Images from Domino's Japan site.
While I am bemused at the foods that get called "American" in Japan, I'm not really bothered. Well, that's not exactly true. I only became bothered when students would insist that I ate things I never ate because they ordered things at restaurants which ostensibly originated in my home culture. I don't like being told what I eat by people who have never watched me consume a morsel, especially when they're telling me I eat a lot of trash that I don't eat. If we're going to ascribe junk food to my diet, then at least let it be the nutritionally deficient morsels that I'm actually consuming and not the slapdash efforts of restaurants and food manufacturers which they are offering as "American" food to non-Americans.
The thing that never bothers me is the idea of authenticity. I don't care if other cultures take some original American food and give it a native twist. In fact, I say, more power to you because it's interesting to see what they do to suit their palates. When I discovered that Domino's Pizza in Japan was offering up a "Great American" pizza, I prepared to exercise my wit on just how outlandish the toppings were going to be. I'm afraid that they disappointed me.
The pizza is what they call a "quattro" in Japan, which means that it has 4 different sets of toppings. In this case, each portion is supposed to represent a different area in the U.S., Hawaii, Philadelphia, Texas, and California. As a native Pennsylvanian, let me say that I am bemused by the fact that only one region is known by a city name rather than the state name. That's because Japanese people are familiar with the city of Philadelphia, but not the state of Pennsylvania.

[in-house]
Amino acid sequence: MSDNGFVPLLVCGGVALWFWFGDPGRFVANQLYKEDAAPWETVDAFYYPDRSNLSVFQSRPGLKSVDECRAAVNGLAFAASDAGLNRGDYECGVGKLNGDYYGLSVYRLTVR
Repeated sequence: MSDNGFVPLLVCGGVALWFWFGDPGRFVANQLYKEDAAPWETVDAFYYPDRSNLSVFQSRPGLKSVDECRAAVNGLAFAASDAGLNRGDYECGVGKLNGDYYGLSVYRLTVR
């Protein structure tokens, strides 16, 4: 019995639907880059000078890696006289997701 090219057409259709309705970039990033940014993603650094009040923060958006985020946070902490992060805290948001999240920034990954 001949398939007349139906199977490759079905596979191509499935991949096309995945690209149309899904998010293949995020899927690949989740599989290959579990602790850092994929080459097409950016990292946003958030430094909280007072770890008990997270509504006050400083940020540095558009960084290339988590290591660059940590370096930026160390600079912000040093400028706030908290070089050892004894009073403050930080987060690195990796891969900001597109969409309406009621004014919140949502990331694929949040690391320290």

As a little game, my readers may want to ask themselves what sort of toppings they'd guess represent each of these areas. For instance, you know that pineapple will be on anything which calls itself Hawaiian. The topping for that section is simply called "tropical", but it is pretty much ham and pineapple. Philadelphia is "Philly cheese steak". California is a little harder to guess, except for the fact that we know anything "California" has avocado and this does (along with shrimp, which doesn't strike me as very Californian). Of course, if it were truly authentic, it should include some weed. Texas is represented by chipotle chicken. All in all, they let me down because there is nothing there for me to point and laugh at as a funky distortion of American food culture.
Beyond this American offering, they are also selling "black chili", which oddly is not black at all. It looks like pretty normal red/brown chili. The lesson to take away from this is one that I learned a long time ago and that is not everything in Japan is weird. We tend to see the funky stuff because it is unusual and much of the time, what you're not seeing is run of the mill.
However, if it makes you feel any better, they still put corn and mayonnaise on their pizza. The original quattro pizza includes not only mayo, but broccoli as well. And the concept of a quattro, which divides a smallish pizza (even the large pizzas are small in Japan) into 4 sections because Japanese people value novelty, is about as Japanese as it gets.